It is unbelievable but true that Hasina’s Foreign Minister Abdul Momin – who holds a Ph.D from a prestigious US university – has been the leading proponent of giving as much concessions as possible to India, which has always been intrusive and unfriendly towards Bangladesh since its emergence in 1971. Recently, he compared the un-even Indo-Bangladesh relationship as one that exists between a husband and his wife. He has, however, for some known or unknown reasons refrained from even hinting at the husband’s (India’s) chauvinistic, intrusive, and exploitative behaviour with the wife (Bangladesh). Recently, he publicly asserted that friendship with India had been the best thing that has ever happened to Bangladesh. Another highly educated mandarin, Hasina’s International Affairs Adviser Gowher Rizvi, who holds a Ph.D from Oxford and long teaching experience at Oxford and Harvard, said something in Kolkata on 17th December, which grossly ridicules and undermines the Liberation War of Bangladesh. He said without Indira Gandhi’s active support, Bangladesh would not have been liberated even today, 48 years after Bengalis had started their Liberation War in the name of Sheikh Mujibur Rahman. 

There is not much to ad here in conclusion of this article. One only wonders why people – even highly educated, apparently urbane and self-respecting people like Momin and Rizvi – could be so partisan, biased, subjective, sycophantic, and power hungry, while they have had multiple opportunities to lead a comfortable life without stooping so low! And, what is even more surprising that being more intelligent than the hoi polloi, these mandarins know the bulk of Bangladeshis laugh behind their back, they relentlessly defend what is not defendable, and justify what are most unjustified, and malignant to the best interests of Bangladesh. In sum, one may impute why Bangladeshi mandarins have run amok to the following factors: a) Low-level of intelligence and education; b) Extreme political bias; c) Machiavellian love power and wealth, which neutralizes high-level of intelligence and education.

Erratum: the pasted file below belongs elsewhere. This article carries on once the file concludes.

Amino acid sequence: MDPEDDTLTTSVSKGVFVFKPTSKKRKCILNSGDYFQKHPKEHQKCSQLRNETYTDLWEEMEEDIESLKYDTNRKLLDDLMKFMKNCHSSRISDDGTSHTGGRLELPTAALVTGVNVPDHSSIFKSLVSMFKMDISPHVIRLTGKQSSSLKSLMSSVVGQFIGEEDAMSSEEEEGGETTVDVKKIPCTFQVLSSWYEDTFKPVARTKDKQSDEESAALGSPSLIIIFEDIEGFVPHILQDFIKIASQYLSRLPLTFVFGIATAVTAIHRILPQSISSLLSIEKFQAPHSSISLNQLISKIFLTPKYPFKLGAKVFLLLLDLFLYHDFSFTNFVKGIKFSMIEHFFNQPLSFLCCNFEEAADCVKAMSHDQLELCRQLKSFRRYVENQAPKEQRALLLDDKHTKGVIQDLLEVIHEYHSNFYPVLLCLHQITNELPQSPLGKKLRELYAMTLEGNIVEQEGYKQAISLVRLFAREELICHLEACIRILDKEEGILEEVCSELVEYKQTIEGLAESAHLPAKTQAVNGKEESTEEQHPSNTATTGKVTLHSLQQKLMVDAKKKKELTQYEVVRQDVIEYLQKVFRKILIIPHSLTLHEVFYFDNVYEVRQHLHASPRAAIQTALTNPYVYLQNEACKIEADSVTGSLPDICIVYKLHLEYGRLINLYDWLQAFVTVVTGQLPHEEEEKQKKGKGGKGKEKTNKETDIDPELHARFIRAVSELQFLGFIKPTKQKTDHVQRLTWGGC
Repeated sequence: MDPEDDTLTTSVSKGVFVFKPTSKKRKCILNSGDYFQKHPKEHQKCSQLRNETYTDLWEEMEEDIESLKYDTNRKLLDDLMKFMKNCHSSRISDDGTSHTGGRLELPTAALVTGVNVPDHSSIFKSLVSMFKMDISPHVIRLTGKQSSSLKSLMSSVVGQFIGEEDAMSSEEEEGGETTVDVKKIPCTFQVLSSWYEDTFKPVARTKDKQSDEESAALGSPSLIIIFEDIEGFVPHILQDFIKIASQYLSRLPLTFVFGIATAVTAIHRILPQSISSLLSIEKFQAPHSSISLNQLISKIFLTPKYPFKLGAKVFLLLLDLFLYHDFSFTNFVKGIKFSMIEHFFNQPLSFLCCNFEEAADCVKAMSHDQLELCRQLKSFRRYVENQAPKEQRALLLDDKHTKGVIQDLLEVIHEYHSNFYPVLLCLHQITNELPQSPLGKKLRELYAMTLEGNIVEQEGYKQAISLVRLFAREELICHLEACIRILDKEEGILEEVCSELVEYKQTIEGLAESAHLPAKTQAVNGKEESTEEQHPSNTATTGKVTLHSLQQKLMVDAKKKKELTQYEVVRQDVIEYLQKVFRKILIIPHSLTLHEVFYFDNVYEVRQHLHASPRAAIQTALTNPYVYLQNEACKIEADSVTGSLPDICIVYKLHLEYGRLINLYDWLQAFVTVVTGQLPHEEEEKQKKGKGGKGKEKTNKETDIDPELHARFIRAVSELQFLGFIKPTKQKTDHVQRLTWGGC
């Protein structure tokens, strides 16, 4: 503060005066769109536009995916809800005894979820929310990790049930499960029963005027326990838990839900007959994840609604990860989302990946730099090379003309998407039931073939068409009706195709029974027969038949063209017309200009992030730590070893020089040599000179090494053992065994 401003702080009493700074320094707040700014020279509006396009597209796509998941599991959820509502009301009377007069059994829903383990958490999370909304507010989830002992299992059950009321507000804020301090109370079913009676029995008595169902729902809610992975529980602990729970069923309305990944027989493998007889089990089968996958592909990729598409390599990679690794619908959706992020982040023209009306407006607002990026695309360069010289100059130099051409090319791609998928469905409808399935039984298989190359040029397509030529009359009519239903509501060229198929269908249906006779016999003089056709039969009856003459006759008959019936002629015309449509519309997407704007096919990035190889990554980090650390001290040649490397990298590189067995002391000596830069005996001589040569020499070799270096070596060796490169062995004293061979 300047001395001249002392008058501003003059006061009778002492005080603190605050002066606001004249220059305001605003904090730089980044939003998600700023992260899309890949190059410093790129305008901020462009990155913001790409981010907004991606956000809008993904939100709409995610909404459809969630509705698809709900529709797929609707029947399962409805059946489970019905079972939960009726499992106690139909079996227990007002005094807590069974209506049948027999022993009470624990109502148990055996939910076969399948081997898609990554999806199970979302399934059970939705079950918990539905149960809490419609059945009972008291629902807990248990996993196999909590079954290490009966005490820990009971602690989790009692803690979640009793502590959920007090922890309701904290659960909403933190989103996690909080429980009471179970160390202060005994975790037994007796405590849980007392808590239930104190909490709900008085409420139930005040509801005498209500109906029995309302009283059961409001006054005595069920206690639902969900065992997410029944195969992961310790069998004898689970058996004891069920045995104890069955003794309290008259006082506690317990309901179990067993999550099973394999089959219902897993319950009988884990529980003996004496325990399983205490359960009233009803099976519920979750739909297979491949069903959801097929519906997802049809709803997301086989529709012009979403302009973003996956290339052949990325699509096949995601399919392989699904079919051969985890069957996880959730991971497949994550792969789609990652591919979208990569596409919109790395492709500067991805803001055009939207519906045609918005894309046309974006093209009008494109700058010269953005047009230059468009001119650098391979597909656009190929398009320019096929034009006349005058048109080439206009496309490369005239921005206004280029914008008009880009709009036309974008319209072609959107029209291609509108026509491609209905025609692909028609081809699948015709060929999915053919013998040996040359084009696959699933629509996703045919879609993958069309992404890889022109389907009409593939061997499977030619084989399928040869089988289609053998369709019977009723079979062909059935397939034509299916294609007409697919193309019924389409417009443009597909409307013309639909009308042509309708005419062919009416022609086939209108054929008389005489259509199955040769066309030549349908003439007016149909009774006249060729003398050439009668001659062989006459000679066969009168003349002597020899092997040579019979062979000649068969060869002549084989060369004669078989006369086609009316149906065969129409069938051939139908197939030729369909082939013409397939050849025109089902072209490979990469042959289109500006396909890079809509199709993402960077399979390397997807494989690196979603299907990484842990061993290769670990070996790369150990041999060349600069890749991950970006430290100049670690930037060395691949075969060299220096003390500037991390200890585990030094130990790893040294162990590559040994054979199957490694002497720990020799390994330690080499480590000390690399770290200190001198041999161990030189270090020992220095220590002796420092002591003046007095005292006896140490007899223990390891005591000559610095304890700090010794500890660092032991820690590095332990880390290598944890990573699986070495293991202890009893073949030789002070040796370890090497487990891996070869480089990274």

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Dr. Taj Hashmi is a Research Associate at the York Centre for Asian Research at York University, Toronto, and Retired Professor of Security Studies at the APCSS, Honolulu, Hawaii. He was born in 1948 in Assam, India, and was raised in Bangladesh. He holds a Ph.D. in modern South Asian History from the University of Western Australia, and a Masters and BA (Hons) in Islamic History & Culture from Dhaka University. He did his post-doctoral research at the Centre for International Studies (CIS), Oxford, and Monash University (Australia). Since 1987, he is a Fellow of the Royal Asiatic Society (FRAS). He is a reviewer of manuscripts for several publishers, including Oxford, Sage, and Routledge. He has authored scores of academic papers, and more than a couple of hundred popular essays and newspaper articles/op-eds on various aspects of history, politics, society, politics, culture, Islam, terrorism, counter terrorism and security issues in South Asia, Middle East, the Asia-Pacific, and North America. He is a regular commentator on current world affairs on the BBC, Voice of America, and some other media outlets.- His major publications include Global Jihad and America (SAGE, 2014); Women and Islam in Bangladesh (Palgrave-Macmillan 2000); Islam, Muslims, and the Modern State (co-ed) (Palgrave-Macmillan, 1994); Pakistan as a Peasant Utopia (Westview Press, 1992); and Colonial Bengal (in Bengali) (Papyrus, Kolkata 1985). His Global Jihad has been translated into Hindi and Marathi. His Women and Islam was a best-seller in Asian Studies and was awarded the Justice Ibrahim Gold Medal by the Asiatic Society of Bangladesh. He is working on his next book, A Historical Sociology of Bangladesh. His immediate past assignment was at Austin Peay State University at Clarksville, Tennessee, where he taught Criminal Justice & Security Studies (2011-2018). Prior to that, he was Professor of Security Studies at the US Department of Defense, College of Security Studies at the Asia-Pacific Center for Security Studies (APCSS) in Honolulu, Hawaii (2007-2011). He started his teaching career in 1972 as a lecturer in History at Chittagong University, and after a year joined Dhaka University (Bangladesh) and taught Islamic History & Culture (1973-1981) before moving to Australia for his Ph.D. Afterwards he taught History (South Asia and Middle East) at the National University of Singapore (1989-1998) before joining Independent University, Bangladesh (IUB) as Dean of Liberal Arts & Sciences (1998-2002). Then he joined the University of British Columbia (UBC) in Vancouver (Canada) as a Visiting Professor in Asian Studies for two years (2003-2005), and worked as an adjunct professor of History for a year at Simon Fraser University in Canada (2005-2006). Tel: (1) 647 447 2609. Email: tjhashmi@gmail.com and hashmit@apsu.edu